My name is Breanne Overton. I am the person that many of you have been receiving emails regarding my trip to Mosoj Yan. That email could have been an update, a plea for donations, or dealing with insurance matters.
I was sent to Bolivia in September 2012 on behalf of the Earley Outreach Fund at Church of the Redeemer. This journey started when I received an email around May 2012 with the description of someone to volunteer three months with Mosoj Yan in Bolivia.
There was no way I was looking to leave my job or even Seattle. However, after lots of reflecting, I chose to follow the Spirit. That led me all the way down to Cochabamba, Bolivia. And, it was not for three months, but for seven months.
So, how was it?
“So, How was it?” Now that I’m home from Mosoj Yan, this is the all-too-common question I first get as I run into people I know.
“Well, how were the last seven months of your life?” I want to say that, but try not to.
The most honest way to answer “how was it” when brevity is key is this:
It was a life-changing experience. I worked with some girls at Mosoj Yan that will never leave my heart. I had some really hard times, and some really good ones. I made new friends, found a new sense of identity in a different culture and in a different language. I went on trips. And now, I miss it more than most people can understand.
When I arrived in Mosoj Yan
When I arrived in Bolivia, I met with the volunteer director of Mosoj Yan. It was decided that, because I was a Pre-K teacher, I could be some sort of tutor with the girls at Albergue, the safe house for young girls who have been sexually abused.
Within a few weeks of showing up every day, I felt so out of place. I felt SO tall, SO white, SO blonde, and was SO insecure about my ideas to “help.”
I decided to casually show up and see what I could do. Most days it was listening to some of the more trivial problems they were having with other girls living there. Or, I peeled potatoes to help them with their daily chores as we danced (and I translated) to Radio Disney.
Wet hair in the morning leads to an idea
It was only a matter of time until I started showing up at in the mornings with wet hair. This is because I had found a swimming pool. The wet hair created a lot of interest with the girls and even the staff at Albergue.
So, I started to think that maybe I can do more than translate Justin Beiber songs and playing with little Susy. I had conversations with the staff at Albergue and the director of the pool where I swam to see what ideas we could imagine.
After speaking with Hermano Tino at Albergue, I learned he was enthusiastic about getting the girls in the pool. However, he couldn’t afford it. I think his literal translation was, “I can provide you the girls, but the rest would be up to you.”
After speaking with Jimmy at the pool, he said he could provide the pool, but the rest was up to me.
I would teach and drive the girls to the pool. They could wear second-hand suits, and didn’t really need goggles.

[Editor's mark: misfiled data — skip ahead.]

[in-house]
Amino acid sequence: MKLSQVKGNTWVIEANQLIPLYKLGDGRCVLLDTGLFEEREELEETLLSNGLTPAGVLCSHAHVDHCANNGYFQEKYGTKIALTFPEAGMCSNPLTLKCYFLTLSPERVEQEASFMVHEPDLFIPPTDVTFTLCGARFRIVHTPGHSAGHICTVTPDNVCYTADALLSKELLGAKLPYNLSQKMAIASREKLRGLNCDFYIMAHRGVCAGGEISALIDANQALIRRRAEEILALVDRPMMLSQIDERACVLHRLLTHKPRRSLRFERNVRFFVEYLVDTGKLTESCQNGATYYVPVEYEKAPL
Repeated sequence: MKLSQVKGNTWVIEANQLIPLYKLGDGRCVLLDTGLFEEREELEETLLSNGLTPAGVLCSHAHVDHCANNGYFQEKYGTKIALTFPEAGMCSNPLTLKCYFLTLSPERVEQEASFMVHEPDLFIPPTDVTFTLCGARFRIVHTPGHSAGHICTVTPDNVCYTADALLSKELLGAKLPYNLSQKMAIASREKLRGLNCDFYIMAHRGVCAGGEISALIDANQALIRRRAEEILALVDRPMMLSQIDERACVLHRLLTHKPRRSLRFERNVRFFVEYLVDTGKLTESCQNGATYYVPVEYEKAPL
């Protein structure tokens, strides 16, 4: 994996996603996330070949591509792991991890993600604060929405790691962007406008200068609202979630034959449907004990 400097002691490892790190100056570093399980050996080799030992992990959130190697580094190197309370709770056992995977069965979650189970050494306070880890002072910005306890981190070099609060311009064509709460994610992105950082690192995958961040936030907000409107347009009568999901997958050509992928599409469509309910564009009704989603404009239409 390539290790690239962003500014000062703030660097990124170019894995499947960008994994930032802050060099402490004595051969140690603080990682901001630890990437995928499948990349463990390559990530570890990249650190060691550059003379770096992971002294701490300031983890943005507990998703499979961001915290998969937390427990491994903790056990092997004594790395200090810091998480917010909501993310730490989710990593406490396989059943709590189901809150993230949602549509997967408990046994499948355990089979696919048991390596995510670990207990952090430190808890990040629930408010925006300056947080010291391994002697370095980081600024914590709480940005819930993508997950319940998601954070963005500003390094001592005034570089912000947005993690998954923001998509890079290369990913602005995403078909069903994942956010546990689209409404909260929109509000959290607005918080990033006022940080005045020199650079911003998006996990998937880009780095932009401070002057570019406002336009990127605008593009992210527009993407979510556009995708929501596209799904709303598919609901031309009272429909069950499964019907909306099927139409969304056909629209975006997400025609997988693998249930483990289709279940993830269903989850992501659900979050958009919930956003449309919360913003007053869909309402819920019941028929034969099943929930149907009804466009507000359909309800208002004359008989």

So it looked like we just needed some money. So, thanks to the mini-grant I received monthly by staying with Sustainable Bolivia, things moved along and we were in the pool.
The girls were loving it! I didn’t want things to stop when I ran out of money or I had to come back to the States. So, I started to feel guilty, again.
So, we created the First Annual Solidarity Swim. The goal was $1,500 to support one year of swimming with a Bolivian instructor. On November 22, 2012 (Thanksgiving weekend in the United States), I swam alone in Cochabamba. However, I also with others in Seattle, Portland, Arizona, Georgia, and even Germany. In the end, the final count was $4,300. The girls at Mosoj Yan now all have their very own suit, cap, and goggles. They also will be swimming for at least two more years!
There was more than swimming at Mosoj Yan
That sums up what I “did” there, but creating a swimming program didn’t take up my whole time at Mosoj Yan. I linked with other volunteers and was able to create some pretty memorable moments with them at Mosoj Yan.
The girls worked with an artist from Kentucky to make their very own self-portraits. They danced with a dance instructor from Colorado, incorporating dance therapy into a dance sequence to show off in Cochabamba. And, because I was constantly talking about the girls and how angry I was about the lack of support they had, one friend from Germany and another from Belgium linked up and were able to pay for and install solar panels at Albergue.
Back in Seattle
These stories are memorable and exciting to share. However, what really tattooed my heart was the relationships I shared with those young ladies. Their lives are being transformed at Albergue from something tragic and painful into something they can be proud of and be happy doing. I can’t even explain how I am changed by their presence in my life for the those seven months. I am still uncovering layers and learning the meaning of it all.
I am still in contact with them and love getting updates. I am currently working on a project with Hermano Tino to get a sponsorship program set up so that people in the United States can become involved with these beautiful stories and heroines of transformation at Mosoj Yan.
So, I am here in Seattle, feeling raw and broken from this experience. However, I am incredibly thankful for the opportunity to turn my world upside down by seeing another part of the world’s population.
Church of the Redeemer
Church of the Redeemer is at 6210 181st Street in Kenmore, Washington. The campus is a short distance north of Bothell Way, near the Burke-Gilman Trail.
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